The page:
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Hand pressures during arboreal locomotion in captive bonobos (Pan paniscus)
Evolution of the human hand has undergone a transition from use during locomotion to use primarily for manipulation. Previous comparative morphological and biomechanical studies have focused on potential changes in manipulative abilities during human hand evolution, but few have focused on functional signals for arboreal locomotion. Here, we provide this comparative context though the first analysis of hand loading in captive bonobos during arboreal locomotion. We quantify pressure experienced by the fingers, palm and thumb in bonobos during vertical locomotion, suspension and arboreal knuckle-walking. The results show that pressure experienced by the fingers is significantly higher during knuckle-walking compared with similar pressures experienced by the fingers and palm during suspensory and vertical locomotion. Peak pressure is most often experienced at or around the third digit in all locomotor modes. Pressure quantified for the thumb is either very low or absent, despite the thumb making contact with the substrate during all suspensory and vertical locomotor trials. Unlike chimpanzees, bonobos do not show a rolling pattern of digit contact with the substrate during arboreal knuckle-walking - instead, we found that digits 3 and 4 typically touch down first and digit 5 almost always made contact with the substrate. These results have implications for interpreting extant and fossilized hand morphology; we expect bonobo (and chimpanzee) bony morphology to primarily reflect the biomechanical loading of knuckle-walking, while functional signals for arboreal locomotion in fossil hominins are most likely to appear in the fingers, particularly digit 3, and least likely to appear in the morphology of the thumb.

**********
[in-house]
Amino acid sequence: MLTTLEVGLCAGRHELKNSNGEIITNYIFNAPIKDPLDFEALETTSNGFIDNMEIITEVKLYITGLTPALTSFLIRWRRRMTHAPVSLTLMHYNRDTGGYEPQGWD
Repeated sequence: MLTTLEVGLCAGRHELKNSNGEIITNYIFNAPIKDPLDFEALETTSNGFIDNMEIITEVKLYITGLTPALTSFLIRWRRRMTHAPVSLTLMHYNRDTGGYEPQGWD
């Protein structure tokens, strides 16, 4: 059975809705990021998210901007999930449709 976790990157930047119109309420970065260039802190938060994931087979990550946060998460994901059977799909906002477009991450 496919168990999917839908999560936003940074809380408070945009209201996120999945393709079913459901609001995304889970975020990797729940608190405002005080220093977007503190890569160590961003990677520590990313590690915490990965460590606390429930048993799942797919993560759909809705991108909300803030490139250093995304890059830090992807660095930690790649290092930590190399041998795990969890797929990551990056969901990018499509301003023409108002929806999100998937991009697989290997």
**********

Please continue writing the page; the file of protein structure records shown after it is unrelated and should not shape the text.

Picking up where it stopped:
Tijdschrift: Journal of Experimental Botany
Aantal pagina's: 13
Jaar van publicatie:2018
Trefwoorden:Force, Biomechanics, African apes, Vertical climbing, Suspension, Knuckle-walking